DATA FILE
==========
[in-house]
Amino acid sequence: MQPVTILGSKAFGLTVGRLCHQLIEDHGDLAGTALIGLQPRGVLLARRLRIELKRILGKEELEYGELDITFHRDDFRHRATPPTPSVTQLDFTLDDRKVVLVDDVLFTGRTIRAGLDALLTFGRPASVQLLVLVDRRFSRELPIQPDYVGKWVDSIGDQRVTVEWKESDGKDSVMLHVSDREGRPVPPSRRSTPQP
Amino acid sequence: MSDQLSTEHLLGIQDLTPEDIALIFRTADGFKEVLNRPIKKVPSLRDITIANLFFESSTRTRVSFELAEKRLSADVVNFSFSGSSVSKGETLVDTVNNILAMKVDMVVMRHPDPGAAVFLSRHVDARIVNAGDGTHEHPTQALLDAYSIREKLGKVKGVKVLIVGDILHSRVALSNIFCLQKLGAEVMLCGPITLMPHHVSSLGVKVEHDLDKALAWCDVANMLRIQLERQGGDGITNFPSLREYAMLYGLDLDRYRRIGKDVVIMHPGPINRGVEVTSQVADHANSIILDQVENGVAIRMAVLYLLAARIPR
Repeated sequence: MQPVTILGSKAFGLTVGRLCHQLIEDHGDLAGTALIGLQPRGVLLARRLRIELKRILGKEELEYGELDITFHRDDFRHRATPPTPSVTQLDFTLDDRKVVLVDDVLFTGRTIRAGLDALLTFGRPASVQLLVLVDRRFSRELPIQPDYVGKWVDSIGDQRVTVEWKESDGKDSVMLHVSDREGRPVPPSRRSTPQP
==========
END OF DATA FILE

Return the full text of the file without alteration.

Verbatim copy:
[in-house]
Amino acid sequence: MQPVTILGSKAFGLTVGRLCHQLIEDHGDLAGTALIGLQPRGVLLARRLRIELKRILGKEELEYGELDITFHRDDFRHRATPPTPSVTQLDFTLDDRKVVLVDDVLFTGRTIRAGLDALLTFGRPASVQLLVLVDRRFSRELPIQPDYVGKWVDSIGDQRVTVEWKESDGKDSVMLHVSDREGRPVPPSRRSTPQP
Amino acid sequence: MSDQLSTEHLLGIQDLTPEDIALIFRTADGFKEVLNRPIKKVPSLRDITIANLFFESSTRTRVSFELAEKRLSADVVNFSFSGSSVSKGETLVDTVNNILAMKVDMVVMRHPDPGAAVFLSRHVDARIVNAGDGTHEHPTQALLDAYSIREKLGKVKGVKVLIVGDILHSRVALSNIFCLQKLGAEVMLCGPITLMPHHVSSLGVKVEHDLDKALAWCDVANMLRIQLERQGGDGITNFPSLREYAMLYGLDLDRYRRIGKDVVIMHPGPINRGVEVTSQVADHANSIILDQVENGVAIRMAVLYLLAARIPR
Repeated sequence: MQPVTILGSKAFGLTVGRLCHQLIEDHGDLAGTALIGLQPRGVLLARRLRIELKRILGKEELEYGELDITFHRDDFRHRATPPTPSVTQLDFTLDDRKVVLVDDVLFTGRTIRAGLDALLTFGRPASVQLLVLVDRRFSRELPIQPDYVGKWVDSIGDQRVTVEWKESDGKDSVMLHVSDREGRPVPPSRRSTPQP